This is an ad for a women’s contraceptive known as the NuvaRing, a small, flexible ring inserted in to the vagina to prevent pregnancy. It functions for periods of 3 weeks at a time, at which point you must remove it for one week to let your regular period run its course and then reinsert it and continue the cycle. According to the NuvaRing website, the contraceptive is “just as effective as the pill when used as directed, and you don’t have to think about taking it every day.” Published in approximately 2013, the ad highlights the birth controls’ ease of use and a resulting worry-free lifestyle in comparison with common daily birth control pills. It features a woman, a man and captions that advertise sex. I chose this ad because I found it incredibly ironic, the ridiculous captions caught my eye and it perfectly exemplifies the article “The Push to Prescribe” by Rochon Ford et al.
The prominent problem in this ad accurately depicts Ford’s main argument relating to women’s healthcare and the pharmaceutical industry’s desire to make large profits despite the means. The ad encourages a contraceptive by strategically marking the ease factor yet it does not mention any of the risks and side effects it is associated with. The goal is to simply sell the product and make it look desirable, rather than provide any helpful or necessary information because it may deter consumers. Another problem is represented through the ad’s usage of “we” insinuating that the decision to use the contraceptive is not solely made by the woman. Though the way the ad is portrayed, we can infer that the product is also being marketed to men with the goal that they will propose it to their partners so that the man will not have the “burden” of worrying about potential pregnancy resulting from a woman’s failure to remember taking her birth control pill.
The third problem is the nonchalant way it refers to sex. Through the phrase “If you think we’ll regret it in the morning, we can sleep until the afternoon,” it portrays heterosexual intercourse as a very casual and desirable encounter. Through the line, “Some days it’s more important to remember his name than if you took your pill,” it encourages worry-free intercourse with anyone and everyone in order to sell their product, but it also disregards the importance of taking the proper precautions in order to have safe sex. Pregnancy may no longer by a primary issue but there is still a vast array of potential STI’s especially if it is with a stranger. The ad as a whole and particularly the line “fling responsibly” is incredibly ironic because the advertisement itself is especially irresponsible in that it neglects to inform consumers on the potential side effects and essentially promotes sex with strangers.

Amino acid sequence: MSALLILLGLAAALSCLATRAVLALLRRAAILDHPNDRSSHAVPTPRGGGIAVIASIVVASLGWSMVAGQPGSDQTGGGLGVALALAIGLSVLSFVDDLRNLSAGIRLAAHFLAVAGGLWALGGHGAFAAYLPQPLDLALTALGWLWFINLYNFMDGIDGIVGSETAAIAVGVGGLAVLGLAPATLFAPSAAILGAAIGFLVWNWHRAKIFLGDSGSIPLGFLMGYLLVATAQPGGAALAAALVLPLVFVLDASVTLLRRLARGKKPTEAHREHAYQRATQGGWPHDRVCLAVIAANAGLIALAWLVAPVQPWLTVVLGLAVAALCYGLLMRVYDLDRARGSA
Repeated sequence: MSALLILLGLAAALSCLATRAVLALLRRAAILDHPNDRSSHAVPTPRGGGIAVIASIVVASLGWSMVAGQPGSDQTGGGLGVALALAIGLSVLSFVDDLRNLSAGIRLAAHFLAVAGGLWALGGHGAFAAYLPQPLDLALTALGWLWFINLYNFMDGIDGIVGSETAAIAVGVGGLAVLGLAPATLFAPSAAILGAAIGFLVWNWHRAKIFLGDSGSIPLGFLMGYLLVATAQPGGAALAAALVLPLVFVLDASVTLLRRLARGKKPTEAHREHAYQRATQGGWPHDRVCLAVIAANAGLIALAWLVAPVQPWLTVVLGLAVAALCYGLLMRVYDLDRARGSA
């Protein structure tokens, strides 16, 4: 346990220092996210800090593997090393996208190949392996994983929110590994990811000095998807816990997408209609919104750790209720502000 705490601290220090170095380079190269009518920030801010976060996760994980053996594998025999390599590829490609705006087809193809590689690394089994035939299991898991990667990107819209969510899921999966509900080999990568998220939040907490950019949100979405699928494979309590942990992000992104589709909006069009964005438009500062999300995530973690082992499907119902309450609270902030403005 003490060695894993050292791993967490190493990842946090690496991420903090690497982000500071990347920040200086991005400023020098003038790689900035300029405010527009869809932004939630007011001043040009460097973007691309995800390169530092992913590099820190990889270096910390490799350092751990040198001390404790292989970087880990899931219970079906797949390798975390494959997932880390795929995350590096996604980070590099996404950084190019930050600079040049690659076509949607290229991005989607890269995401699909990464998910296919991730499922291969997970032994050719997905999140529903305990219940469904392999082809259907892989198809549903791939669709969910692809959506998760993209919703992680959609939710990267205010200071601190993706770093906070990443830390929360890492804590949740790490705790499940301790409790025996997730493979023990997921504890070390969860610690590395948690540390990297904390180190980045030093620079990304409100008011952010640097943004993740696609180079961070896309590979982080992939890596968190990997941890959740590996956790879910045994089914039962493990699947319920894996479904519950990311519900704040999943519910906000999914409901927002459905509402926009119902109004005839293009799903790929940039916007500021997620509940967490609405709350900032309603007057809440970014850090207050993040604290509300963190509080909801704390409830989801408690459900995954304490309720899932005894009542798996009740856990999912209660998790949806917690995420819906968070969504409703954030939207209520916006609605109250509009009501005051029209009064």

In the jammed version I aspired to highlight how the ad was created solely in attempt to capitalize on the product and expose the irony behind the “worry-free” contraceptive. The ad completely neglected women’s health care by failing to advise consumers on the potential side effects and necessary precautions and instead focused solely on advertising the carefree attitude and amazing sex life to attract consumers. To shed light upon the potential risks of using a contraceptive without proper education I added the line “And I’ll regret it myself for the rest of my life”. I deliberately changed the “we” to “I” to affirm that because the consequences will solely affect the woman, the decision to use the contraceptive is also solely the woman’s. The NuvaRing is appealing to many women because it replaces the task of having to remember to take a pill every day and the stress that occurs if one forgets. However, there is an extensive list of potential risks that continues to grow and the ad does not mention any of it or even suggest learning more about it. Thus, without proper knowledge and education, a woman could be severely affected and regret it for the rest of her life.
Typically, you would see medical disclaimers in very small practically incomprehensible font at the bottom of an ad, but this particular ad didn’t even have that. I added a list of incomplete potential side effects and deliberately gave it small font because it is clear that the company does not want them to be known as the original ad had no warning whatsoever. To once again improve marketability and increase profits, the ad exaggerates how the NuvaRing works. It says “use a birth control that you can forget about all month,” when in actuality after 3 weeks of continuous use, you must remove it and let your regular period resume and finish before reinserting it. In the jammed version of the ad I altered it to show its actual way of usage. If you were to leave it in all month you would be in severe risk of toxic shock syndrome among many other side effects already mentioned. The last thing that I changed from the original ad was that I completely removed the “fling responsibly” line because “flings” should not be promoted. Participating in any form of sex with a stranger is incredibly dangerous, by not knowing one’s medical history, it opens a door to a whole new world of potential risks such as STI’s.
This ad exaggerates the effectiveness of the NuvaRing and strategically advertises and manipulates the consumer by reiterating how comparatively easy and worry-free it is. Women should be fully informed on the benefits and potential side-effects of their personal choice of contraceptive. By failing to include any mention of risk or advisement to consult a physician, the basic rights and healthcare of women have been ignored for capitalistic purposes.